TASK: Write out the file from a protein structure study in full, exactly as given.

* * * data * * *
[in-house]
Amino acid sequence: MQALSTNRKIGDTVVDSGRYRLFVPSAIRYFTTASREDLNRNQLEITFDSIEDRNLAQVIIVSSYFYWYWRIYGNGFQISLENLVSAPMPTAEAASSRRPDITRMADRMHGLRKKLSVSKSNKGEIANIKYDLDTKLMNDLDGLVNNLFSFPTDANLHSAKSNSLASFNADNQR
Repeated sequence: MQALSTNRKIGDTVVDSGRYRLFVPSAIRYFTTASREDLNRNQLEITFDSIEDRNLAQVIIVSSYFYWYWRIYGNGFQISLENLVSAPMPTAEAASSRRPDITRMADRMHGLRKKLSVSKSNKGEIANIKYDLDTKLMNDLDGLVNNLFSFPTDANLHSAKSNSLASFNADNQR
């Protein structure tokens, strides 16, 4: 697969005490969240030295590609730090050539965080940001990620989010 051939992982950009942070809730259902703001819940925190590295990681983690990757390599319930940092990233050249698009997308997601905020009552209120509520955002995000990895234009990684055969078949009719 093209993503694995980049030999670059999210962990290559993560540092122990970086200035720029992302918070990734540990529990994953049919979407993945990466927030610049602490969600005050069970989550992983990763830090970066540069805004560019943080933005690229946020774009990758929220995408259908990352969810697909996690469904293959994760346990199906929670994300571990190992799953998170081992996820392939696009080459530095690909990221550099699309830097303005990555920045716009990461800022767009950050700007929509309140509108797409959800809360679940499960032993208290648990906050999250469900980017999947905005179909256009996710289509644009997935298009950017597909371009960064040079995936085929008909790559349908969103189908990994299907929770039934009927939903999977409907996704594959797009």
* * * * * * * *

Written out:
[in-house]
Amino acid sequence: MQALSTNRKIGDTVVDSGRYRLFVPSAIRYFTTASREDLNRNQLEITFDSIEDRNLAQVIIVSSYFYWYWRIYGNGFQISLENLVSAPMPTAEAASSRRPDITRMADRMHGLRKKLSVSKSNKGEIANIKYDLDTKLMNDLDGLVNNLFSFPTDANLHSAKSNSLASFNADNQR
Repeated sequence: MQALSTNRKIGDTVVDSGRYRLFVPSAIRYFTTASREDLNRNQLEITFDSIEDRNLAQVIIVSSYFYWYWRIYGNGFQISLENLVSAPMPTAEAASSRRPDITRMADRMHGLRKKLSVSKSNKGEIANIKYDLDTKLMNDLDGLVNNLFSFPTDANLHSAKSNSLASFNADNQR
């Protein structure tokens, strides 16, 4: 697969005490969240030295590609730090050539965080940001990620989010 051939992982950009942070809730259902703001819940925190590295990681983690990757390599319930940092990233050249698009997308997601905020009552209120509520955002995000990895234009990684055969078949009719 093209993503694995980049030999670059999210962990290559993560540092122990970086200035720029992302918070990734540990529990994953049919979407993945990466927030610049602490969600005050069970989550992983990763830090970066540069805004560019943080933005690229946020774009990758929220995408259908990352969810697909996690469904293959994760346990199906929670994300571990190992799953998170081992996820392939696009080459530095690909990221550099699309830097303005990555920045716009990461800022767009950050700007929509309140509108797409959800809360679940499960032993208290648990906050999250469900980017999947905005179909256009996710289509644009997935298009950017597909371009960064040079995936085929008909790559349908969103189908990994299907929770039934009927939903999977409907996704594959797009």